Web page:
- Alison Lundergan Grimes teared up today as she urged supporters to get out the vote to overcome the influence of "millionaires and billionaires," who presumably have financed the political committees that have put her at a decided financial disadvantage. “You, you are people who can’t be bought,” she told "the largely union crowd here, her voice breaking slightly and her eyes welling with tears," Jay Newton-Small reports from Henderson for Time magazine. The Grimes campaign circulated the story in a press release that said "Alison is leaving it all on the field."
- Grimes plans to stop Monday in Pikeville, Somerset, Bowling Green, Paducah, Ownesboro, Newport, Louisville (at the Center for African American Heritage), her birthplace of Maysville and her home town of Lexington. Sen. Mitch McConnell also has a fly-around to Louisville, Northern Kentucky, Lexington, Hazard, Paducah, Owensboro and Bowling Green.
- A survey taken Oct. 30 through Nov. 1 by Public Policy Polling showed McConnell with 50 percent, Grimes with 42 percent and 3 percent each for undecided and Libertarian David Patterson. The poll's error margin was plus or minus 2.5 percentage points.
- McConnell has bought more than $1 million worth of TV commercials "with four different closing-argument commercials — all with targeted messages aimed at appealing to the tastes of viewers in those individual Kentucky media markets," Manu Raju reports for Politico. The ads in Western Kentucky tout McConnell’s work for cancer screening treatments at an industrial plant in Paducah and helping with fishing rights, while the spots in Eastern Kentucky vow to win the “war on coal” and help displaced coal miners. In the Lexington and Cincinnati markets, the ads highlight McConnell helping a woman locate her abducted daughter. And in Louisville, McConnell promotes his efforts to help an aluminum plant that was shedding jobs while also saying he’s “inspired” by an activist helping women who were victims of violent crimes."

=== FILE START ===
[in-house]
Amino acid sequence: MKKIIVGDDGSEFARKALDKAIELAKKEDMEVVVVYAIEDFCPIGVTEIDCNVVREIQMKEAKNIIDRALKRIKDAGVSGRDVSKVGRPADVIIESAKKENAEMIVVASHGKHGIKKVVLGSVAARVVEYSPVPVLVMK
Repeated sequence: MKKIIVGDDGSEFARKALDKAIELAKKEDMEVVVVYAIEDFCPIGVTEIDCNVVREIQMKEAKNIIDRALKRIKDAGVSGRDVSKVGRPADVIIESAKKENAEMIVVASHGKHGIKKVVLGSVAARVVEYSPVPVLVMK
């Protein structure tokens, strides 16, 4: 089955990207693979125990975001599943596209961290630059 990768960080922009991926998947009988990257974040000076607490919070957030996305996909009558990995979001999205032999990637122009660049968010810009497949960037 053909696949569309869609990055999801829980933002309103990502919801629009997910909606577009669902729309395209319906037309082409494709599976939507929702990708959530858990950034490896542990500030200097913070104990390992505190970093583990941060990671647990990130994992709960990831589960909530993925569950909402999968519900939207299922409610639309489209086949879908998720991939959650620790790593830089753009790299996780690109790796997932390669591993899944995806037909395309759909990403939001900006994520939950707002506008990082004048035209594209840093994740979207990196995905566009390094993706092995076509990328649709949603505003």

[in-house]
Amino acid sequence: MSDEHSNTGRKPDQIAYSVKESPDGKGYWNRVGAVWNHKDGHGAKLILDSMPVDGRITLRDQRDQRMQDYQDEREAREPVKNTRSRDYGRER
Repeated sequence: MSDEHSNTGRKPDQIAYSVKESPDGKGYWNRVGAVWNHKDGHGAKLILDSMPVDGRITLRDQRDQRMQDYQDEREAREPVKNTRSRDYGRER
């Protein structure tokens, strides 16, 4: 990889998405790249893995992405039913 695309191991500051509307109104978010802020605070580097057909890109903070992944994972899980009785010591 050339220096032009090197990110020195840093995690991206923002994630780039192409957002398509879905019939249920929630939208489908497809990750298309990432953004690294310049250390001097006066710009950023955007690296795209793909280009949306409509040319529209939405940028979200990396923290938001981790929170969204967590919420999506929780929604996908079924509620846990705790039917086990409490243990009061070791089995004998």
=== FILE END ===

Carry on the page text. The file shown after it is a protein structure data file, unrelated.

- If McConnell wins by a strong margin, he could have coattails that would turn the Kentucky House Republican for the first time since 1921 and perhaps guarantee passage of a "right to work" law that bans union contracts that require workers to pay dues or fees, Mike Elk reports for Politico. Several other Republican measures would be in play, University of Kentucky journalism professor Al Cross noted in his column last Sunday.
Sunday, November 2, 2014
Grimes tears up as she talks about billionaires; Public Policy Polling has her 8 points behind
A Sunday evening roundup that will go into Monday . . .